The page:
Reviewing Worcestershire Leather Company’s Belts

April 14, 2016

Reviewing Worcestershire Leather Company’s Belts

If you’re looking for a good, casual belt that’ll last nearly forever, you could do worse than by going with bridle leather. Bridle is a sturdy, smooth leather that’s traditionally used for making bridle reins (ones used for horse riding). Without the cardboard lining and thin leather you see in cheaper designs, bridle belts typically last a few decades – rather than just a few years. 

Recently, Tim Hardy over at The Worcestershire Leather Company loaned us a few of his bridle leather belts to check out. He’s been making leather goods since the ‘80s and has had some impressive appointments. He’s made belts, travel goods, other accessories for top-end companies such as Gieves & Hawkes, Dege & Skinner, and Nepenthes, as well as produced special one-off bags for Ralph Lauren and military-style packs for Calvin Klein. He’s even made a Polo bag for Prince William’s birthday and some weekend luggage for the Duke of Westminster. 

Tim’s belts are simple, but they’re well made and have some nice details. Everything is made-to-order according to a customer’s specs and Tim’s pretty proud of his English heritage – the belts are not only produced in the UK, but so are the leathers (from J&E Sedgwick) and fittings (from Stanley Brothers/ Abbey Saddlery). The edges are nicely burnished and the belts themselves – as well as the keepers – are handsomely scored, which keep them from looking too plain.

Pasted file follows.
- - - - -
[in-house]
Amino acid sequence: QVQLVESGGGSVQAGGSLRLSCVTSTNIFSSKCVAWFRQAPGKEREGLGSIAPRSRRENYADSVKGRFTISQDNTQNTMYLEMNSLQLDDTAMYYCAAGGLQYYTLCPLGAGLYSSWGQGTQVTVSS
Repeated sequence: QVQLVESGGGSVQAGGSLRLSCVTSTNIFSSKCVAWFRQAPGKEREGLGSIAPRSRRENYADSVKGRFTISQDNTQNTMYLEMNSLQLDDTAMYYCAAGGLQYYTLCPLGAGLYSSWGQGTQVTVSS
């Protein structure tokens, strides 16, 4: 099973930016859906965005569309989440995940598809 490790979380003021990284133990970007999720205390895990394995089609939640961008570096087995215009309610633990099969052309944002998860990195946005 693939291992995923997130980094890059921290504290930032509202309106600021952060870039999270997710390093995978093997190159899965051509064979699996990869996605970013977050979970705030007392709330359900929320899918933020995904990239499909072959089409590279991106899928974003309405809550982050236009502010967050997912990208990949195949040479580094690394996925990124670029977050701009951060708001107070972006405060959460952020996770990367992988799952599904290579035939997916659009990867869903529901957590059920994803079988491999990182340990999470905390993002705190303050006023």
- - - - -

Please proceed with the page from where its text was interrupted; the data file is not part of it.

That level of detail makes these nicer than Narragansett’s belts, an American maker that’s one of the more affordable in this category (just $35 per belt, and made-to-order like Worcestershire). The belts fall just short of Equus, however. As you can see in the last photo – where the black Worcestershire is set against my tan Equus – the stitching isn’t as fine. On the lighter brown Conker belt, you can also see growth marks (the hazy white marks crosscutting the leather). Tim tells me these are more likely to occur on lighter colors, although I haven’t seen them on my belts from Equus. 

That said, Worcestershire’s belts are a touch cheaper and Tim is very responsive to customers’ requests. If you were to bring the issue up over email before ordering, he could probably find a hide without such marks. Belts can also be made without the logo stamped at the end (although that’s covered up when worn). Worcestershire is a worthwhile company to keep in mind, especially if you like the robust build and refined look of English leather goods. 

Along with belts, readers may be interested in checking out Worcestershire’s wallets, business bags, and canine accessories. They also have a sale section if you’re looking for a deal.